Tuesday, December 25, 2018

'The Christmas Tree' by Mark E. Lefebvre (My Dad)

My father had only one rule for Christmas—it had to be snowing when we went for the tree. Snow had to be in the air. My father had a reverence for seasons. He also believed in magic. This was, after all, the man who in late October would sit at dawn in his duck skiff waiting for the Mallards to rise in the morning mist. It was all about reverence and magic.

So, I would sit anxiously looking out my bedroom window at the grey, smudged sky waiting for it to open, waiting for God to make our neighborhood a gently shaken snow globe. My father expected patience. In the tradition of his own boyhood, the tree would not be put up and decorated until Christmas Eve. We had time.

Then it happened. It always happened. The heavens began to sift snow down on our little town of De Pere. The wind coming off the Fox River blew it up between the houses and the adventure would begin. Sherpas in search of our destiny! We bundled into the car and headed for the Hockers Farm on the outskirts of town, a little way beyond the city limits, just past the Mile-Away Tavern.

It was a working farm that was transformed each December. Snow fencing was run around the barnyard and Christmas lights were strung on poles. The Hockers brothers had harvested the trees and they were set against the fencing and leaned against the barn. The lights, the trees, the smells from the warm barn, the snow swirling about awakened our imaginations to the possibilities of the days ahead. If I had fretted by my bedroom window in anticipation, I was now a dizzy snow angel.

It was always a time of ritual when Doc Lefebvre arrived at Hockers. Large of heart, but with little means, the brothers relied on my father’s kindness throughout the year. There were, of course, the eggs that would appear on the porch in an old wire basket and the occasional plucked chicken arrived in time for Sunday dinner, but it was the ritual of the tree where the Hockers expressed their deepest appreciation to my father. Their affection was real and even as a boy, I could feel it though my fingers and toes were numb, numb from waiting in the snow for the adventure to unfold.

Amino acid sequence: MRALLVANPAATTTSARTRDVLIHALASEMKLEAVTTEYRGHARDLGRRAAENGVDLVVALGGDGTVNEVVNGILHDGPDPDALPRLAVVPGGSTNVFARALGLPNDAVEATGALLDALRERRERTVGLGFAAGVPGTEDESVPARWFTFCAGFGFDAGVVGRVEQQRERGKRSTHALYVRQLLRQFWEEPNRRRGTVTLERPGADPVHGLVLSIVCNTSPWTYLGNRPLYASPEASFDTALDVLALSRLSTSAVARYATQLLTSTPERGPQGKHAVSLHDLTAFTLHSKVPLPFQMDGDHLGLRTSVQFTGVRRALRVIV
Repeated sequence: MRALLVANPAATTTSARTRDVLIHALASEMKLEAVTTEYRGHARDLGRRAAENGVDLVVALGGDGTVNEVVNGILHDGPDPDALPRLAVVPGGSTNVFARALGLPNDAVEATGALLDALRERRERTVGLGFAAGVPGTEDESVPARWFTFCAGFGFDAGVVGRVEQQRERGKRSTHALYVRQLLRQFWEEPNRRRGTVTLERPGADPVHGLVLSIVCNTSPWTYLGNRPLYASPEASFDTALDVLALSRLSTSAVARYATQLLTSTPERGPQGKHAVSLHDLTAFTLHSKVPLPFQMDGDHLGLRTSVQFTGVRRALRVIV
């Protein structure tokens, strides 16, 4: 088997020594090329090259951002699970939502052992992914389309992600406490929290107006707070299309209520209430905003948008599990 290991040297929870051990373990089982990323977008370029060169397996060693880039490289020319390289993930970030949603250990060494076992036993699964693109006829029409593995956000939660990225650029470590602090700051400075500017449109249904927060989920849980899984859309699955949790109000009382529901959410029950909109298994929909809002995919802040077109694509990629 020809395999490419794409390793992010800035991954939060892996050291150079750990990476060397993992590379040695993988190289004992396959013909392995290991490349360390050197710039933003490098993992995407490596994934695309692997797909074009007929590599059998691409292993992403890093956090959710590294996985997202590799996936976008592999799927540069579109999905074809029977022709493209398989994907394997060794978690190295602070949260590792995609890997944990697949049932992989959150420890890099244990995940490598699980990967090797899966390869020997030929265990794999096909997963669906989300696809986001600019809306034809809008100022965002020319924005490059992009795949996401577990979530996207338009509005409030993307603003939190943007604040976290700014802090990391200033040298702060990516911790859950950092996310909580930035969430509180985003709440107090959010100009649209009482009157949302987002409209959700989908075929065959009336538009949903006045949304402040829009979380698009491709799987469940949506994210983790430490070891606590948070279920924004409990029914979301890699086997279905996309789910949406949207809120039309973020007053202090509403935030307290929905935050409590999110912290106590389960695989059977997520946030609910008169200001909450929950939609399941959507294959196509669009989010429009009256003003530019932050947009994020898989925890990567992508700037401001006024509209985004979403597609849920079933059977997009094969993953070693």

It seemed to me that we inspected every tree in the yard, discussed its merits and then, ultimately, heard the brothers’ verdict—it was not good enough. Then, finally, frostbitten and tired, we would come upon the tree, the tree that the brothers had hand selected much earlier. It was hidden for that special moment of discovery and revelation. The procession of carrying the tree and tying it to the car was done with the greatest reverence—it outdid the celebration of Midnight Mass. As always, it was a gift, no payment could be negotiated despite my father’s protests.

This was the way we celebrated the choosing of the Christmas tree during the first half of the 1950s. It was a time of joy when simple friendship and kindness guided us to the perfect tree.

My father had been ill for a long time. Diagnosed with cancer in 1946, he struggled to live until the autumn of 1956. He died two weeks after my eighth birthday on a clear October day when the ducks were flying out over Green Bay. I was bewildered and lost.

My mother had never gone to get the Christmas tree with us. I heard her on the telephone talking to one of the Hockers brothers telling him that we would be by. When we arrived on a late, cold, snowless afternoon, the brothers were standing in the yard holding a perfect tree. They tied it on the car without saying a word. My mother did not say anything either. As we drove off, I could see these big men in their overalls and huge coats wiping tears from their eyes with their red kerchiefs.

It was the last year that my mother and I would ever have a tree. In the years that followed, we would pack ourselves up and visit family elsewhere. We never talked about the Christmas tree or the Hockers. We never talked about my father.

I keep a snow globe on my desk and when Christmas approaches, I gently shake it and I look closely to see if a small boy and his father make it to the barnyard illuminated with lights, the barnyard that lives on in my memory.

I tell this story now, years later, to honor my father and to remind myself of the lessons I learned from him. I hope that they hold meaning for you—this is my prayer in the close and holy darkness of Christmas.


A beautiful remembrance my friend.
Michael Norman

Post a Comment

Newer Post Older Post Home